Turkey won't be Israel-Syria peacemaker

Turkey has passed messages and documents from Syria to Israel but will not act as mediator on a possible resumption of peace talks, Turkish Foreign Minister Abdullah Gul has said.

    Gul says Arab states should press on with domestic reforms

    "We received some messages and documents from the Syrian side at our request and conveyed these messages to the Israeli side and the US administration during our visit to Washington (on 29 January)," he told the London-based Arabic newspaper al-Hayat in an interview published on Wednesday.


    Gul gave no details of the Syrian messages and did not say whether Turkey had carried any messages in the other direction.


    Earlier in January Turkish Prime Minister Tayyip Erdogan said Gul would launch a new initiative to mediate between Israel and Syria, which held sporadic, but ultimately fruitless peace negotiations in the years up to 2000.


    Change in plan


    But Gul indicated a change in plan. "Turkey will not play the role of mediator between Syria and Israel, though it is a state with excellent relations with both parties."


    "It can convey a number of messages in a better way and perhaps help in moving the peace process," he added.


    "It can convey a number of messages in a better way and perhaps help in moving the peace process"

    Abdullah Gul,
    foreign minister, Turkey

    The Syrian and Israeli governments have both shown some interest in resuming negotiations, but they disagree on the terms.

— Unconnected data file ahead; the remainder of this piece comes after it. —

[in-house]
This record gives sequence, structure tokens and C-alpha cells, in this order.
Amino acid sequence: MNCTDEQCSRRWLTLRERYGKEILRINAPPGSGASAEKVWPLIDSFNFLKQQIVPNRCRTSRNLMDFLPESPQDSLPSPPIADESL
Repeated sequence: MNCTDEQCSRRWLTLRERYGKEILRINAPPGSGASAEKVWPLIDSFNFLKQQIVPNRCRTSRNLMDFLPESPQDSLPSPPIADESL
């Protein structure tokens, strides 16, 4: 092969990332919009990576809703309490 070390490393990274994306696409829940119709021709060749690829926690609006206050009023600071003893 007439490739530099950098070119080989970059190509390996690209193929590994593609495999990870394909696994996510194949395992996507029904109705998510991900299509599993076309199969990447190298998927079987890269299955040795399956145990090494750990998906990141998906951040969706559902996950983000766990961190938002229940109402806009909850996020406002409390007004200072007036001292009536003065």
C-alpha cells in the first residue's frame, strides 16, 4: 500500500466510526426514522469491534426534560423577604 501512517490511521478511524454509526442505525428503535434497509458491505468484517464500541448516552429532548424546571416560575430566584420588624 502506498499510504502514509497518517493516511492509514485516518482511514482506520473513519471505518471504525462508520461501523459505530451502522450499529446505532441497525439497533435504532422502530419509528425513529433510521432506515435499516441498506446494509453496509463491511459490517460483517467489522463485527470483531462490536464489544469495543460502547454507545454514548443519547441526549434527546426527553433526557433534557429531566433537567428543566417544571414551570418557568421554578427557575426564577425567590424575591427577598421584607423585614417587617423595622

Israel says that talks should resume from scratch, Syria that they should build on progress made earlier.


    The main point of contention is the extent of an Israeli withdrawal from the Golan Heights, which Israel captured from Syria in the Middle East war of 1967.


    Gul also said Arab states should press on with domestic reforms to prevent foreign intervention on the grounds of reform - a reference to the Washington Greater Middle East Initiative, widely criticised in the Arab world.


    "If we don't take the reins ... and prefer to cover up and ignore them (our problems), then others will try to solve them their way and interfere in our affairs," he said.


    "And this interference will take place in the wrong way because they don't understand our sensitivities, our habits, our cultures and our social structure," he added.

    SOURCE: Reuters


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